U.S. involvement in Afghanistan begins to look like less than a sincere effort to rebuild the country and help it transition away from its failed state status when Obama himself publicly admits that nation building is out of the question, since it goes “beyond what can be achieved at a reasonable cost.” The Obama administration also has not been honest with the American public about the state of Afghanistan’s national army and police forces. Democrats loudly pronounce the importance of training Afghan security forces, while remaining silent on the pragmatic and substantive problems with this task. On the pragmatic level, as Time magazine reports, “the president’s West Point speech was mute on his plans for the growing Afghan army, which remains the best way to bring home American personnel.” As Al Jazeera English reports, Obama failed to discuss the official overestimates of the status of Afghanistan’s military and police. While traditional estimates suggest that Afghanistan retains 90-100,000 standing forces, critical estimates put the real size at no more than 55,000, to as low as 35-40,000. As James Bayes of Al Jazeera reports from Kabul: “the whole exit strategy for international troops depends on the size and the capability of Afghan security forces. It is clear after eight years that both the U.S. and Afghan government don’t even know how many soldiers and policemen there really are.”
On the level of substantive and moral criticisms, the Obama administration has not leveled with the American public about the serious human rights atrocities of the U.S. bombing campaign - which has killed thousands of civilians - and of U.S.-supported Afghan national forces. While publicly celebrating the U.S. commitment to promoting humanitarianism, democracy, and counter-terror, Obama quietly supports a terrorist police force in the Helmand province that is “linked to the local warlord, [and] has committed systematic abuses against the population, including the abduction and rape of pre-teen boys, according to village elders” (see Gareth Porter’s excellent piece: “A Bigger Problem than the Taliban?” Inter Press Service).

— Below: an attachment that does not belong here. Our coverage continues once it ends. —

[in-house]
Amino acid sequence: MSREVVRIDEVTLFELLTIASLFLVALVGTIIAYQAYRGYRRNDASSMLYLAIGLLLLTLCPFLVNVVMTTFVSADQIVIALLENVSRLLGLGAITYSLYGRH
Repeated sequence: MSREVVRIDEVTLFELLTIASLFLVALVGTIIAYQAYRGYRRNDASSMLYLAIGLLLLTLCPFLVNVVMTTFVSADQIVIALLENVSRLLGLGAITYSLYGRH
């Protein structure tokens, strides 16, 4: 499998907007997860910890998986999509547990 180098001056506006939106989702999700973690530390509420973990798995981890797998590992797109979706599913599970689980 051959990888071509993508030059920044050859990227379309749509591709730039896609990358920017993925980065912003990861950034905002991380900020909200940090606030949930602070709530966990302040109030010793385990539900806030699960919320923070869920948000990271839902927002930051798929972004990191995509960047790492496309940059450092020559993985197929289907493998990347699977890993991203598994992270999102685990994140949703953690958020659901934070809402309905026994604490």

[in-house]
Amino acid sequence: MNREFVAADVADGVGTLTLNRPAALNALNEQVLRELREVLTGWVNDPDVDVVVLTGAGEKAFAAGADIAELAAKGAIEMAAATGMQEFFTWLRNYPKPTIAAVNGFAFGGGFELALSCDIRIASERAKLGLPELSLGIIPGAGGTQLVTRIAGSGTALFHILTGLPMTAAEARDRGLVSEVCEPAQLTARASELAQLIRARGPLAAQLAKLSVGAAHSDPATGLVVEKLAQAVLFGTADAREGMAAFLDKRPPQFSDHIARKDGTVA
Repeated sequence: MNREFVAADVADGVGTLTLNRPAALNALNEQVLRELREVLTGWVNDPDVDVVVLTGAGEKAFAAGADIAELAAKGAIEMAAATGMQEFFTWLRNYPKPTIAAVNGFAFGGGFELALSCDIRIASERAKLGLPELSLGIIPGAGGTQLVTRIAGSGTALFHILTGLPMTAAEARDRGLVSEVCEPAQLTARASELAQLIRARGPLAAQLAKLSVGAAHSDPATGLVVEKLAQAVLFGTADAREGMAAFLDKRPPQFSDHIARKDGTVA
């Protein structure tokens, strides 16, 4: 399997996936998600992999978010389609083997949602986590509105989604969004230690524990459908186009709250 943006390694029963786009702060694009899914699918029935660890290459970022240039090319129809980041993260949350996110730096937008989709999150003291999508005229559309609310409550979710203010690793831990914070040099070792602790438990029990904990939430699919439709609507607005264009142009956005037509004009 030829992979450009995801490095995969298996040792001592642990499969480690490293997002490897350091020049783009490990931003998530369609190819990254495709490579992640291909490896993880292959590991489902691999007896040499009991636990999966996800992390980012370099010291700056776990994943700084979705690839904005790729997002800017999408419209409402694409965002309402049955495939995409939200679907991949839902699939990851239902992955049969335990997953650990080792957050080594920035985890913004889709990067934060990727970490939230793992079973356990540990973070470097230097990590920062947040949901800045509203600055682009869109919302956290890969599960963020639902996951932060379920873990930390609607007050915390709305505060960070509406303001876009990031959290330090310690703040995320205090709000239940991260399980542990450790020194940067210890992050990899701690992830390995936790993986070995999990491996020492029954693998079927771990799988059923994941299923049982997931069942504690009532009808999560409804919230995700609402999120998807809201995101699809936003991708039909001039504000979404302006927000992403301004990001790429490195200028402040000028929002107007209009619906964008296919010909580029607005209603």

The full extent of Obama’s cynical, Machiavellian politics is evident after asking a few simple questions: 1. Out of all the possible dates, why set a timetable for withdrawal beginning in July of 2011?; and 2. Why immediately contradict that timetable, as Secretary of Defense Robert Gates did, by claiming immediately after Obama’s West Point speech that withdrawal dates will be determined by “conditions on the ground” in Afghanistan?
The answers to these questions are obvious: these statements provide the Democrats with an extremely flexible timetable which will allow them to react to public opinion and conditions in Washington (related to Afghanistan and the escalation) in time for the 2012 presidential election. If the war is publicly perceived as having hurt Obama’s re-election chances, discussion will emerge about the need to reduce troops, with Democrats portraying themselves as the “anti-war” party against the pro-war Republicans. If Republicans are effective in convincing Americans of the need to remain in Afghanistan and that a drawdown demonstrates American weakness and poses a national security risk, Democrats will enjoy maximum maneuverability to continue the war and occupation, and perhaps even add more troops. The advantage to keeping all options open goes like this: Democrats, who are scared to death of being seen as weak on national security, can “out-hawk” the hawks in the Republican Party. After all, why elect a Republican to the White House on the grounds that he/she is strong on national security when the Democrats are already pursuing the same strategy supported by a Republican candidate?